Insecurity in the armour can lead to outbursts of anger. When we don’t feel under threat, everything is peaceful, but when we feel our self-acceptance is under threat we will defend it aggressively by expressing angry feelings toward the source of the threat.

The more self-accepting we are, the less prone we are to anger or violence. Of course this doesn’t mean that people who don’t feel angry are necessarily self-accepting. The negative feelings can be directed inwardly rather than outwardly, thus many non-self-accepting people become depressed rather than angry.

Through cultivating unconditional self-acceptance we can increase the integrity and thus the health of our personality structure. If we have many conditions for our self-acceptance then we are like a hollow tree which many things can break. If we are self-sufficient in the maintenance of our self-acceptance then we are like a healthy tree which can resist or bend as required.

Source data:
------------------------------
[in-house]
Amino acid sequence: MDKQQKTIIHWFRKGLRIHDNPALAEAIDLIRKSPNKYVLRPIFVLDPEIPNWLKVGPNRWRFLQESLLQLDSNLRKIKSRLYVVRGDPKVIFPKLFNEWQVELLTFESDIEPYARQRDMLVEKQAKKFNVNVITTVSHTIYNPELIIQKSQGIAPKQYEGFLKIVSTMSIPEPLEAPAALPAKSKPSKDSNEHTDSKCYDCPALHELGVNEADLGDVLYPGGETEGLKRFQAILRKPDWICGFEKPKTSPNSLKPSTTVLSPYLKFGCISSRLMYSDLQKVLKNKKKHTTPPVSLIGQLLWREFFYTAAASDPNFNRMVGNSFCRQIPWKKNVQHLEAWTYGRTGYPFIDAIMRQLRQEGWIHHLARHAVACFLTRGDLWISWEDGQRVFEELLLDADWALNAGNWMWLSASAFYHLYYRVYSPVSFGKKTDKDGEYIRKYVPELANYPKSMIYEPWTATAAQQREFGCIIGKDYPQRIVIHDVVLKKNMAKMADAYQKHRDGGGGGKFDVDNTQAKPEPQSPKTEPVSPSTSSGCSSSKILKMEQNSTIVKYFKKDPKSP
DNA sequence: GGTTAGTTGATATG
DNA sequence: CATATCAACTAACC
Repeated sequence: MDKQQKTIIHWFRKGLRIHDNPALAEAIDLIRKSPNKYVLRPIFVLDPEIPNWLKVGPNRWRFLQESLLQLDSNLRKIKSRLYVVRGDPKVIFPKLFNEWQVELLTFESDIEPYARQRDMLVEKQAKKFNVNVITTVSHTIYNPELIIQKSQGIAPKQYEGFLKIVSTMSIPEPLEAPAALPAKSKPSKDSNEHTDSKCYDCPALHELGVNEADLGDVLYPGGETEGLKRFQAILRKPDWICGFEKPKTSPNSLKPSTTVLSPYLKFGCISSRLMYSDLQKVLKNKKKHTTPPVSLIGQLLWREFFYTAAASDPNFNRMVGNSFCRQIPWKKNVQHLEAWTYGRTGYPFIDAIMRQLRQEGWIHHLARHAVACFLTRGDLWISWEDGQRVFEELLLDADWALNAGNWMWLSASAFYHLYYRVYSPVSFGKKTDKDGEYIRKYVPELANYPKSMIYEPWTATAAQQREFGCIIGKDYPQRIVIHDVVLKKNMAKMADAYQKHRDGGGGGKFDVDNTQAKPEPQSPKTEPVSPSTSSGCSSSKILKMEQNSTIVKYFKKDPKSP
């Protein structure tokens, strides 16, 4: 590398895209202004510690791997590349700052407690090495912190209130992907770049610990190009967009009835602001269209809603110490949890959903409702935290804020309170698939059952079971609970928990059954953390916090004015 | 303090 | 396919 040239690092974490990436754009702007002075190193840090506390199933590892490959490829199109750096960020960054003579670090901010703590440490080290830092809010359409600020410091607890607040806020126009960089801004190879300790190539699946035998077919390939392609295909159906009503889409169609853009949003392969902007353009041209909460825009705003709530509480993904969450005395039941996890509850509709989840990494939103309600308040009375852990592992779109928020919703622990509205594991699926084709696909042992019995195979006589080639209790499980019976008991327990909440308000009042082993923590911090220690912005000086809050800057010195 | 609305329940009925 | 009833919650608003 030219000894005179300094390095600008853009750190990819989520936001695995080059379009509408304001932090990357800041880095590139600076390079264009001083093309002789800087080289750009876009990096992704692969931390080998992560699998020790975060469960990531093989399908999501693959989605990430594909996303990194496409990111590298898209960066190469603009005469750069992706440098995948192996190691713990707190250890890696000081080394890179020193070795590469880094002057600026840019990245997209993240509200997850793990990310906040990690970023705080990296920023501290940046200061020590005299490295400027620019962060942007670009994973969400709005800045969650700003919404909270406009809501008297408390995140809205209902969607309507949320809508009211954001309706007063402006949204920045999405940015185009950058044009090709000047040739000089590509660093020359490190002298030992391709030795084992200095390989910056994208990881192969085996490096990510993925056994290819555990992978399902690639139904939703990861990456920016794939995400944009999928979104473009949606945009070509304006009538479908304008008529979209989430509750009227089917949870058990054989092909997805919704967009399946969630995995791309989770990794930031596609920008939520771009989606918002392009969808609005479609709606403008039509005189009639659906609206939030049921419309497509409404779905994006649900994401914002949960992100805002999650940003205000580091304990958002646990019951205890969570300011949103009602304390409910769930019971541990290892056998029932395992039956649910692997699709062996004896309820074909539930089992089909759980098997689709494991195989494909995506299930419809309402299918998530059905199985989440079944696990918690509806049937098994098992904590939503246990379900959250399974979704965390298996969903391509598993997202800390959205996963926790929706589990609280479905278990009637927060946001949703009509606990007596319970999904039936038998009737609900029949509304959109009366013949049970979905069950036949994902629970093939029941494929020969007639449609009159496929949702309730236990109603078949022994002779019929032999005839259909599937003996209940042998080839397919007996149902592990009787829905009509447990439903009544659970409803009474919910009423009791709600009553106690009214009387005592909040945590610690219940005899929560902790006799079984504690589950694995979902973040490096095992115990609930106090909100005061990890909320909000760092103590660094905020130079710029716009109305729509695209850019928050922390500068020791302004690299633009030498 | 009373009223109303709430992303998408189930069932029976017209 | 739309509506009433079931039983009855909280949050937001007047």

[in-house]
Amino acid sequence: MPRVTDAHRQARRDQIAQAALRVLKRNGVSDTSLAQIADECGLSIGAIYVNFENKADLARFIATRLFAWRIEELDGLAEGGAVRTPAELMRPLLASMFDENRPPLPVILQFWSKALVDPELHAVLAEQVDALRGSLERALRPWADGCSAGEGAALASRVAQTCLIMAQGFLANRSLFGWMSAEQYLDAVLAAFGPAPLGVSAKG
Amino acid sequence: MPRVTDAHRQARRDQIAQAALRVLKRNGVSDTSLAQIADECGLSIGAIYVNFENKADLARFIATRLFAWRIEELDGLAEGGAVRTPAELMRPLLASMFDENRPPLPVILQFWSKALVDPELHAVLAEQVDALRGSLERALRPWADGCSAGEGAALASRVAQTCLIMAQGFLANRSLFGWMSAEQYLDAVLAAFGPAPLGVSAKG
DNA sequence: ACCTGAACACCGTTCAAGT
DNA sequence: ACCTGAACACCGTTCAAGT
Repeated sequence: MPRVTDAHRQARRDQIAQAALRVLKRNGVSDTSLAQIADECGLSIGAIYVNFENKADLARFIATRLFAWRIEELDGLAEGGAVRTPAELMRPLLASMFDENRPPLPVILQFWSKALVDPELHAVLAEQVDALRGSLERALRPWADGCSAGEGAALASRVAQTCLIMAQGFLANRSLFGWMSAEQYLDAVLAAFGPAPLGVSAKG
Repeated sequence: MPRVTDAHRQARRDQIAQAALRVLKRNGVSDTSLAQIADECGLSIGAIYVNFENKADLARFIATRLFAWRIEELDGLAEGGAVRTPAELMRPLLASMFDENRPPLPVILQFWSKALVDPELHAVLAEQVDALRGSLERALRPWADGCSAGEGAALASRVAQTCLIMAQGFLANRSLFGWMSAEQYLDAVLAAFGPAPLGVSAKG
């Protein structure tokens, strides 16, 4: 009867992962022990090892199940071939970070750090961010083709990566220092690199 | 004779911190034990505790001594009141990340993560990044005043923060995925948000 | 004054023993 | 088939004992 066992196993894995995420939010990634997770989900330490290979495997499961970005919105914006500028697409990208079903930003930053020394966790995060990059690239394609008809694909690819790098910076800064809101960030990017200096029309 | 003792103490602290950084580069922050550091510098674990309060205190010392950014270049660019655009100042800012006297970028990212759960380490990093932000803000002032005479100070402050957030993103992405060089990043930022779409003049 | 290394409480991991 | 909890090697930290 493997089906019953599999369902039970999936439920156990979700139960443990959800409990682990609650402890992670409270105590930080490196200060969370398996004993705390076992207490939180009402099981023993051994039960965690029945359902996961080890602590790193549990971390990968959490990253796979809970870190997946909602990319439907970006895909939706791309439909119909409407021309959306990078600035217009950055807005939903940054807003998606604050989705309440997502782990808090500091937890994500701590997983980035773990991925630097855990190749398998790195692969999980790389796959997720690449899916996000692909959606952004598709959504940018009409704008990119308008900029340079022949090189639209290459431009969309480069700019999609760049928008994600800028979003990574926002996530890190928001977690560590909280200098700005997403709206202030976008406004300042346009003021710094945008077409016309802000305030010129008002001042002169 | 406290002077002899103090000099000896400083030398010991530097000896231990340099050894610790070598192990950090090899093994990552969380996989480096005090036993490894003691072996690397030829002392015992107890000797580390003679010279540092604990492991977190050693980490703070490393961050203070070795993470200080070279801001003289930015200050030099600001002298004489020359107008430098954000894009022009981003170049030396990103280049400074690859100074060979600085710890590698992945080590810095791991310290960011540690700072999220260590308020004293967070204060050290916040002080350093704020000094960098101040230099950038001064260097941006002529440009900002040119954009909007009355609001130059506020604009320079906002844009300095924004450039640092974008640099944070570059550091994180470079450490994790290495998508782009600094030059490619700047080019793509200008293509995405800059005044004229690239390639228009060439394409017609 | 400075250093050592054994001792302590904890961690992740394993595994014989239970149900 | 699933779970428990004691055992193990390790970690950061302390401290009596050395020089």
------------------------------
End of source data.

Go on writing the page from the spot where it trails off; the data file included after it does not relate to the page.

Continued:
We achieve unconditional self-acceptance by learning to accept all of our thoughts and feelings. Let’s take a man who has been violent towards women. Telling him that his masculinity is “toxic” isn’t going to help him be more self-accepting. He feels angry. He wants to beat a woman. So this is the place for him to begin. He needs to accept that it is O.K. to feel angry and that is O.K. to want to beat a woman. He will feel these things whether he thinks they are O.K. or not, but recognising that the thoughts and the feelings do no harm in themselves and can be accepted in themselves will help to take the pressure off. The fact that he has, in the past, been violent, is an indication that his particular character structure and situation have resulted in a level of pressure pushing him towards violence which he was unable to resist. A demand - from the individual’s conscience or from others - that they be different from the way they are when they have no way of accommodating this demand can be a source of unbearable pressure. Drawing a distinction between the deed and the thoughts and feelings which lie behind the deed can be enough to free the individual from a good deal of this pressure. If they are made to feel that they are unacceptable for feeling like beating a woman then there is far less motive for resisting that urge. And if insecurities about self-worth are what lie at the heart of the character armour then we are hardly helping someone to free themselves of a destructive form of such armour by insisting that they are a bad person.